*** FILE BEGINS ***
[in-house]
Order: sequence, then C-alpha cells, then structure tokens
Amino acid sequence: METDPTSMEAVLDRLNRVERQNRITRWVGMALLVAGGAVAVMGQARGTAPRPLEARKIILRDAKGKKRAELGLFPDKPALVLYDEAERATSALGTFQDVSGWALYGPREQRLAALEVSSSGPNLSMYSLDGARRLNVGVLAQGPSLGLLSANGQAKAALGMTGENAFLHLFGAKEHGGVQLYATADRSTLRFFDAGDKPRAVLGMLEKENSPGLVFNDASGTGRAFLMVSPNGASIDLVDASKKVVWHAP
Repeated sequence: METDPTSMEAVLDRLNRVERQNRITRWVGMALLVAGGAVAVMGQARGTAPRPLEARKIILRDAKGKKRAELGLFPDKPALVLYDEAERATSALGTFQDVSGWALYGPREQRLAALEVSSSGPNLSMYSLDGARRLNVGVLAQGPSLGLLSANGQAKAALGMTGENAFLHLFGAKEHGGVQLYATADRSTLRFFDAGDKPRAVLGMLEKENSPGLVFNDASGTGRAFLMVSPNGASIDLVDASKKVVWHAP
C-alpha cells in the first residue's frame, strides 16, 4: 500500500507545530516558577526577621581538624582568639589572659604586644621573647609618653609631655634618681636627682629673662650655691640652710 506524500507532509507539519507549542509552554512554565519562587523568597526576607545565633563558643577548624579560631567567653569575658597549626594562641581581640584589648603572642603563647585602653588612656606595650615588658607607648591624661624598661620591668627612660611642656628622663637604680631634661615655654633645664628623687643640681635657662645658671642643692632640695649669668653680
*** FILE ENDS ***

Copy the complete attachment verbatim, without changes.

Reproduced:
[in-house]
Order: sequence, then C-alpha cells, then structure tokens
Amino acid sequence: METDPTSMEAVLDRLNRVERQNRITRWVGMALLVAGGAVAVMGQARGTAPRPLEARKIILRDAKGKKRAELGLFPDKPALVLYDEAERATSALGTFQDVSGWALYGPREQRLAALEVSSSGPNLSMYSLDGARRLNVGVLAQGPSLGLLSANGQAKAALGMTGENAFLHLFGAKEHGGVQLYATADRSTLRFFDAGDKPRAVLGMLEKENSPGLVFNDASGTGRAFLMVSPNGASIDLVDASKKVVWHAP
Repeated sequence: METDPTSMEAVLDRLNRVERQNRITRWVGMALLVAGGAVAVMGQARGTAPRPLEARKIILRDAKGKKRAELGLFPDKPALVLYDEAERATSALGTFQDVSGWALYGPREQRLAALEVSSSGPNLSMYSLDGARRLNVGVLAQGPSLGLLSANGQAKAALGMTGENAFLHLFGAKEHGGVQLYATADRSTLRFFDAGDKPRAVLGMLEKENSPGLVFNDASGTGRAFLMVSPNGASIDLVDASKKVVWHAP
C-alpha cells in the first residue's frame, strides 16, 4: 500500500507545530516558577526577621581538624582568639589572659604586644621573647609618653609631655634618681636627682629673662650655691640652710 506524500507532509507539519507549542509552554512554565519562587523568597526576607545565633563558643577548624579560631567567653569575658597549626594562641581581640584589648603572642603563647585602653588612656606595650615588658607607648591624661624598661620591668627612660611642656628622663637604680631634661615655654633645664628623687643640681635657662645658671642643692632640695649669668653680